As the Cranston Education Advisory Board (CEAB) progresses through their year, they have taken the opportunity to host their meetings at a variety of schools in Cranston. On Monday night they paid a visit to Cranston’s third high school, and often the least well known of the three, the New England Laborer’s Cranston Public School Construction and Career Academy (NEL/CPS). The academy is a small, public charter high school focused on students preparing for any one of three post-secondary pathways: construction, the World of Work, and college.
Created in 2002, there is no other school in the country that offers the type of heavy and highway construction education that is offered at NEL/CPS. (The program is not the same as the construction program at the local Cranston Area Career and Technical Center housed at Cranston West, which offers residential remodeling and other types of curriculum topics.)
“We are at 160 students now, with a capacity for 190,” said Executive Director Dennis Curran. “About half of our students come from Cranston and half from other towns such as Providence, Pawtucket, Central Falls, Warwick and West Warwick. Half of our students are girls and most come for programs other than construction. This year, 18 of our seniors are in the construction pathway and 18 are in the World of Work program or preparing for a two- or four-year college.”
Curran showed a short video presentation which delved more deeply into showing the hands-on, project-based curriculum, small class sizes and personalized education which is NEL/CPS. The video contained feedback from parents, students, teachers, former students, and even employers, as the program’s World of Work pathway integrates work experience into the curriculum.
“Our seniors in the construction pathway have the opportunity after graduation to go right into a four-week, stipend apprenticeship program in Pomfret, Connecticut through the New England Laborers’ union. Upon completion of the program and with their NEL/CPS comprehensive high school diploma behind them, at 18 years old, they have now become eligible to work in the construction field, starting at $20.60 an hour with paid benefits and an annuity. They have also now earned 20 credits for CCRI towards an associate’s degree in technical studies,” said Curran. “It’s really quite remarkable. The union is a big supporter of our school and our construction teachers are laborers on loan to us through the school year as our instructors and work in the field during the summer months.”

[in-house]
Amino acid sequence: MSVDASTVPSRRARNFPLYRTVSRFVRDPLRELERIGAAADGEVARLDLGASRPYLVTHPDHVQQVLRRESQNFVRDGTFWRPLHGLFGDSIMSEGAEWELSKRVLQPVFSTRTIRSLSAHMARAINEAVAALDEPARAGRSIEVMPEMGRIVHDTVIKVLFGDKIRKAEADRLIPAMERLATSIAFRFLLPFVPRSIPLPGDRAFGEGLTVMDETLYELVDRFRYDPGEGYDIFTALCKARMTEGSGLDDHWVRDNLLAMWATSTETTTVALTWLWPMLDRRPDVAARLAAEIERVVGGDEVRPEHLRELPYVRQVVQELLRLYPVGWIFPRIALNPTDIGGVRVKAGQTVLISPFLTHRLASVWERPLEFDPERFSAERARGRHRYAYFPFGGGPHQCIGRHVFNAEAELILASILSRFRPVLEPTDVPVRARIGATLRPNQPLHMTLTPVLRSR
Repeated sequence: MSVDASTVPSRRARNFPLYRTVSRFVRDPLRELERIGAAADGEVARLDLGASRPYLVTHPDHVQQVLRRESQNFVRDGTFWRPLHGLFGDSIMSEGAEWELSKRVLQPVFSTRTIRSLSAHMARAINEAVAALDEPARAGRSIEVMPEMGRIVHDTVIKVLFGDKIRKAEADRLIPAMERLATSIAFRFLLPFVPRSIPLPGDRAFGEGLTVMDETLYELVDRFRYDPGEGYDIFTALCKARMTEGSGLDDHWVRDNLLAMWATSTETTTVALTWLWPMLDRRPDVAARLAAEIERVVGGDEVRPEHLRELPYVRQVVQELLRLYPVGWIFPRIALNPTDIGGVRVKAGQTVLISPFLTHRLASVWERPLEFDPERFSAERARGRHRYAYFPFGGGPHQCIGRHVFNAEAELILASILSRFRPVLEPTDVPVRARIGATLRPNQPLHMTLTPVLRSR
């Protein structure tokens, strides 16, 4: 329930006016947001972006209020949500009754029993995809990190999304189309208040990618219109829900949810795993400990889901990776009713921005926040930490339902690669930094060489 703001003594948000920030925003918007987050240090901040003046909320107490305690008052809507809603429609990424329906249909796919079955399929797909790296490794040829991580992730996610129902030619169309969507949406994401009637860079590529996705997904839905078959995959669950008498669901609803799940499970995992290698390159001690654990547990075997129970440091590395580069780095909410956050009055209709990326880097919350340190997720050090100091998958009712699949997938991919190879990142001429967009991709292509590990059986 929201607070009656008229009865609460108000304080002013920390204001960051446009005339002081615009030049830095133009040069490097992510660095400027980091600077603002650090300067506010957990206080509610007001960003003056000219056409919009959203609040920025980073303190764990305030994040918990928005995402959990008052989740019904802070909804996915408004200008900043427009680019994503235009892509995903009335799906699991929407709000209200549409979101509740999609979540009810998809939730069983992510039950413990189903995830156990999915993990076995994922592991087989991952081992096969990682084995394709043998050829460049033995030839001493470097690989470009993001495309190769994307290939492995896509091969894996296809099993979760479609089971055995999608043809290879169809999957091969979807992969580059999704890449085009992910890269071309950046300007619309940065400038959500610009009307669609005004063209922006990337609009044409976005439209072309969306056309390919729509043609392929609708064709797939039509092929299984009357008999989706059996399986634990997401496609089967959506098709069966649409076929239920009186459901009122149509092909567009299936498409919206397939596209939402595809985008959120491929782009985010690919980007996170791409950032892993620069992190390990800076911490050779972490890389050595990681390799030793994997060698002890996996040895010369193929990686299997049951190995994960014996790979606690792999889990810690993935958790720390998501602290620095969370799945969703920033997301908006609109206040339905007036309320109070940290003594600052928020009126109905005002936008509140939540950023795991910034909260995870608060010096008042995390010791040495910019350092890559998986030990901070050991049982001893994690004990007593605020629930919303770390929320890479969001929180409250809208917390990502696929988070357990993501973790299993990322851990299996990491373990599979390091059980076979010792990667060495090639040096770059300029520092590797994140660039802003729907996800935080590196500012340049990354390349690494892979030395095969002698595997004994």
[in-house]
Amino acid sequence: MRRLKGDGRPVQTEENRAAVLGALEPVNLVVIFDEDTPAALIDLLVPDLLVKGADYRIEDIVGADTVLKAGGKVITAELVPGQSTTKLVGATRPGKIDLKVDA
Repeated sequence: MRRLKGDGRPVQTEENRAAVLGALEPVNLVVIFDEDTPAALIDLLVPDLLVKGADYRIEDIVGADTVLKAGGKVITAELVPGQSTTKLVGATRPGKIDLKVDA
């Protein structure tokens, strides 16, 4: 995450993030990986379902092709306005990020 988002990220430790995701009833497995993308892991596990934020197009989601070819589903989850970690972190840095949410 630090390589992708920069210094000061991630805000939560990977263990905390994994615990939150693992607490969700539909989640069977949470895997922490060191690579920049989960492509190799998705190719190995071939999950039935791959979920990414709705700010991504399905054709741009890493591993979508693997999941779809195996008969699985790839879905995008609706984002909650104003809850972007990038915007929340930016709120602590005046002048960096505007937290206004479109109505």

He also noted that construction students spend a great deal of their senior year completing local community service projects such as the demolition and reconstruction of the Garden City Elementary School playground and the Hugh B. Bain Middle School front steps.
At the conclusion of Curran’s presentation, he invited families to visit for a tour, or for the schools’ upcoming open house on February 1 at 6 p.m. For more information about NEL/CPS, visit their website at www.nelscharterschool.net.
Following Curran’s presentation, Jeff Gale, Ward 1 School Committee member reminded guests that budget season has begun. The first meeting on January 16 will be at Cranston High School East and will be where the budget is introduced. From there it will be a four to six-week process of examining and finalizing the budget for its presentation to the City Council.
Jim Dillon, representing Cranston Public Schools’ Central Administration as the district’s Executive Director of Student Information Systems/Data Management, spoke about the new secondary schedules that will begin in the upcoming school year. He encouraged parents to get acclimated with the new schedule changes, especially as the time comes for choosing classes for the fall semester.
The next meeting of CEAB will take place in the Cranston High School East Media Center on March 5.